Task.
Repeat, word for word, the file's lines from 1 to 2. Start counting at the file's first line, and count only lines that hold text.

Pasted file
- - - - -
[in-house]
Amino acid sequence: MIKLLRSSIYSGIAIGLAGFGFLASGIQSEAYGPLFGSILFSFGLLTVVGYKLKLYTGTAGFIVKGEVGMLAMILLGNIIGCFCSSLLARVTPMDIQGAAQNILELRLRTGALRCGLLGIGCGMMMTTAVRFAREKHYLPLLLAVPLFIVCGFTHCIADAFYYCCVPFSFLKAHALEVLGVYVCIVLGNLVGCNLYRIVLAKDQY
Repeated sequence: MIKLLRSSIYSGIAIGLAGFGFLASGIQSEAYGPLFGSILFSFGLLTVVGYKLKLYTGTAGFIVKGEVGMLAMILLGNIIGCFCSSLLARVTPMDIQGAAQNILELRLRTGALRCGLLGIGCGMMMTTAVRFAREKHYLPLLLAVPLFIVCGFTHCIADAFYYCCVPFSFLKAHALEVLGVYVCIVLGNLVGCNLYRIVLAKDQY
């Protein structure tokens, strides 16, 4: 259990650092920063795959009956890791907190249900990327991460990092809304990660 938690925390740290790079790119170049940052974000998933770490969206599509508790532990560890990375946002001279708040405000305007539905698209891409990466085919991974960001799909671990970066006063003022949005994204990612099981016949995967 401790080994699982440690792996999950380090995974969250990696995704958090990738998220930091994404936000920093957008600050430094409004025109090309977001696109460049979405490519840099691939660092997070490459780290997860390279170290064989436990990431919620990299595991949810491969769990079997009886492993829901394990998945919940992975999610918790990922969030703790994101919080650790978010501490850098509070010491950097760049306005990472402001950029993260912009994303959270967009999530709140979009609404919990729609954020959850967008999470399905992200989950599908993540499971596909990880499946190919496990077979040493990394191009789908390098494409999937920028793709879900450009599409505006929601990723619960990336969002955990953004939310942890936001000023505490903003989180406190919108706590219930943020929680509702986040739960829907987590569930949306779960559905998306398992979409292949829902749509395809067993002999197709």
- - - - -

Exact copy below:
[in-house]
Amino acid sequence: MIKLLRSSIYSGIAIGLAGFGFLASGIQSEAYGPLFGSILFSFGLLTVVGYKLKLYTGTAGFIVKGEVGMLAMILLGNIIGCFCSSLLARVTPMDIQGAAQNILELRLRTGALRCGLLGIGCGMMMTTAVRFAREKHYLPLLLAVPLFIVCGFTHCIADAFYYCCVPFSFLKAHALEVLGVYVCIVLGNLVGCNLYRIVLAKDQY